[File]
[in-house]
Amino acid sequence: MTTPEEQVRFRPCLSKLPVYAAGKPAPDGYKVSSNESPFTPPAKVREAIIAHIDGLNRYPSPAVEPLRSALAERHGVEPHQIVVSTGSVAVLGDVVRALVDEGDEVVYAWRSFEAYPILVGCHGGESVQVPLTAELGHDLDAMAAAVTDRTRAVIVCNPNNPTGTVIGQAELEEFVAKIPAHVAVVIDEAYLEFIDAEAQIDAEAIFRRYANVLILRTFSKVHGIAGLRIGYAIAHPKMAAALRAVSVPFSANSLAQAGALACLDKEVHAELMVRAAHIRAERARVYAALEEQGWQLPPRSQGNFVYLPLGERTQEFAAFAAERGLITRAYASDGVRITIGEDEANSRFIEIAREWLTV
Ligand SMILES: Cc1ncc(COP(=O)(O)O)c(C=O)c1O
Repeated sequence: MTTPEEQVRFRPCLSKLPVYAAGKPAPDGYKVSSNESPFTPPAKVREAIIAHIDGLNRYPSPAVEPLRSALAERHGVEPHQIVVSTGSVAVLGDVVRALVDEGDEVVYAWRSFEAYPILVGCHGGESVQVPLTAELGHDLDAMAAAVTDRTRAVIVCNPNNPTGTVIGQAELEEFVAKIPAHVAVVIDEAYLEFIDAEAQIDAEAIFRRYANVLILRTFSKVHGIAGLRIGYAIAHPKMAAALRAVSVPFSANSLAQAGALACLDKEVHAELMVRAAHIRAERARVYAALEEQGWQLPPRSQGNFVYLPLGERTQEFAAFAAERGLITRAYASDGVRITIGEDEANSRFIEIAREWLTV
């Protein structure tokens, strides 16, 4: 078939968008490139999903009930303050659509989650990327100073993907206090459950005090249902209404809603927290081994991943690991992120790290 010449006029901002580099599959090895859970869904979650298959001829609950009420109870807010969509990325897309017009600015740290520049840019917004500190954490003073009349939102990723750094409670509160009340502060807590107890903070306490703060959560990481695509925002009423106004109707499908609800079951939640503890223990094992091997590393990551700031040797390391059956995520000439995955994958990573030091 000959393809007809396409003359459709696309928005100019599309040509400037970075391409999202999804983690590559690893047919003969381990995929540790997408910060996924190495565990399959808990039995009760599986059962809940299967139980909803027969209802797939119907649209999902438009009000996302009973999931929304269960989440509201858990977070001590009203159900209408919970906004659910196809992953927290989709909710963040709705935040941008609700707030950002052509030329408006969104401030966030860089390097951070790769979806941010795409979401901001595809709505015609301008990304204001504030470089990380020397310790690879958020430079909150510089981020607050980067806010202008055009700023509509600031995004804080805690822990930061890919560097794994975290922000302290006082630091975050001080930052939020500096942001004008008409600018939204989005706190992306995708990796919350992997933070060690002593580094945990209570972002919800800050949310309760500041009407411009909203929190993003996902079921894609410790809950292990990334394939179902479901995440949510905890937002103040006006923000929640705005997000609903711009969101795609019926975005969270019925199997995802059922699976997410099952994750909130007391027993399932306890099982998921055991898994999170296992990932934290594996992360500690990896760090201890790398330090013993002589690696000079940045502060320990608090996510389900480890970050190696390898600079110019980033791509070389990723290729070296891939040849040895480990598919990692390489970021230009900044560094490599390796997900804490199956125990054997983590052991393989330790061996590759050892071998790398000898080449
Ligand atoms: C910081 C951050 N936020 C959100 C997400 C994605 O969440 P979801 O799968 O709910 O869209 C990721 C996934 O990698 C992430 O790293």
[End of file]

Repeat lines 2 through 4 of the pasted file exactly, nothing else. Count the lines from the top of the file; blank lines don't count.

Amino acid sequence: MTTPEEQVRFRPCLSKLPVYAAGKPAPDGYKVSSNESPFTPPAKVREAIIAHIDGLNRYPSPAVEPLRSALAERHGVEPHQIVVSTGSVAVLGDVVRALVDEGDEVVYAWRSFEAYPILVGCHGGESVQVPLTAELGHDLDAMAAAVTDRTRAVIVCNPNNPTGTVIGQAELEEFVAKIPAHVAVVIDEAYLEFIDAEAQIDAEAIFRRYANVLILRTFSKVHGIAGLRIGYAIAHPKMAAALRAVSVPFSANSLAQAGALACLDKEVHAELMVRAAHIRAERARVYAALEEQGWQLPPRSQGNFVYLPLGERTQEFAAFAAERGLITRAYASDGVRITIGEDEANSRFIEIAREWLTV
Ligand SMILES: Cc1ncc(COP(=O)(O)O)c(C=O)c1O
Repeated sequence: MTTPEEQVRFRPCLSKLPVYAAGKPAPDGYKVSSNESPFTPPAKVREAIIAHIDGLNRYPSPAVEPLRSALAERHGVEPHQIVVSTGSVAVLGDVVRALVDEGDEVVYAWRSFEAYPILVGCHGGESVQVPLTAELGHDLDAMAAAVTDRTRAVIVCNPNNPTGTVIGQAELEEFVAKIPAHVAVVIDEAYLEFIDAEAQIDAEAIFRRYANVLILRTFSKVHGIAGLRIGYAIAHPKMAAALRAVSVPFSANSLAQAGALACLDKEVHAELMVRAAHIRAERARVYAALEEQGWQLPPRSQGNFVYLPLGERTQEFAAFAAERGLITRAYASDGVRITIGEDEANSRFIEIAREWLTV